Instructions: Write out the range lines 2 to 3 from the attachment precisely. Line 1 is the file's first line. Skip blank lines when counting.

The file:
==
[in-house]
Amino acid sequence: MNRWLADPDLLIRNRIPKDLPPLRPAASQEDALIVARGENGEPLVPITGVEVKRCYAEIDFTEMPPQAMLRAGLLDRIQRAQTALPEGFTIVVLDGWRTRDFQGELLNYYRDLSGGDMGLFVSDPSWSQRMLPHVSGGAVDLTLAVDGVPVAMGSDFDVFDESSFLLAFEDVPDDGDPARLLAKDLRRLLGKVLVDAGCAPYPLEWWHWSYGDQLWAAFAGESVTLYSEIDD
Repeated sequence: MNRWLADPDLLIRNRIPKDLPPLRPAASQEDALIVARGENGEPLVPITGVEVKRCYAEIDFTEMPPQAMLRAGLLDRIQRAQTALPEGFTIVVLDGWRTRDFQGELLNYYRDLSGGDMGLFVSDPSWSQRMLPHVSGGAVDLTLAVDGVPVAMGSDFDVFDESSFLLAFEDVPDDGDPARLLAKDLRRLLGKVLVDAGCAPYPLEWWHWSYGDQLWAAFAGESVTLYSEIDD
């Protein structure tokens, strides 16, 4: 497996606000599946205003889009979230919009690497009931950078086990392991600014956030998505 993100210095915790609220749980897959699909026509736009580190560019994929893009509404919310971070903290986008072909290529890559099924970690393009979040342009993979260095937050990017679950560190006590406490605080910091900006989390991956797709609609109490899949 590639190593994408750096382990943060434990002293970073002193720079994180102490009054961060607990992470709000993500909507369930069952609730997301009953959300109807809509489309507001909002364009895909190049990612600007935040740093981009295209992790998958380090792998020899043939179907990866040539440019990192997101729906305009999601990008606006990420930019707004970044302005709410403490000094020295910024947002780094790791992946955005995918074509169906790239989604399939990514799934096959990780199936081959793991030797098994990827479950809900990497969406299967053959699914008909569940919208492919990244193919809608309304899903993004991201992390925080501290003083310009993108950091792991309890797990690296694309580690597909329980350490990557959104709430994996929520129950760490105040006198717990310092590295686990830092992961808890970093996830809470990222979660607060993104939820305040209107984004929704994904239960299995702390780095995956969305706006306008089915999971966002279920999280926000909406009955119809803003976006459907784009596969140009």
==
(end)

Amino acid sequence: MNRWLADPDLLIRNRIPKDLPPLRPAASQEDALIVARGENGEPLVPITGVEVKRCYAEIDFTEMPPQAMLRAGLLDRIQRAQTALPEGFTIVVLDGWRTRDFQGELLNYYRDLSGGDMGLFVSDPSWSQRMLPHVSGGAVDLTLAVDGVPVAMGSDFDVFDESSFLLAFEDVPDDGDPARLLAKDLRRLLGKVLVDAGCAPYPLEWWHWSYGDQLWAAFAGESVTLYSEIDD
Repeated sequence: MNRWLADPDLLIRNRIPKDLPPLRPAASQEDALIVARGENGEPLVPITGVEVKRCYAEIDFTEMPPQAMLRAGLLDRIQRAQTALPEGFTIVVLDGWRTRDFQGELLNYYRDLSGGDMGLFVSDPSWSQRMLPHVSGGAVDLTLAVDGVPVAMGSDFDVFDESSFLLAFEDVPDDGDPARLLAKDLRRLLGKVLVDAGCAPYPLEWWHWSYGDQLWAAFAGESVTLYSEIDD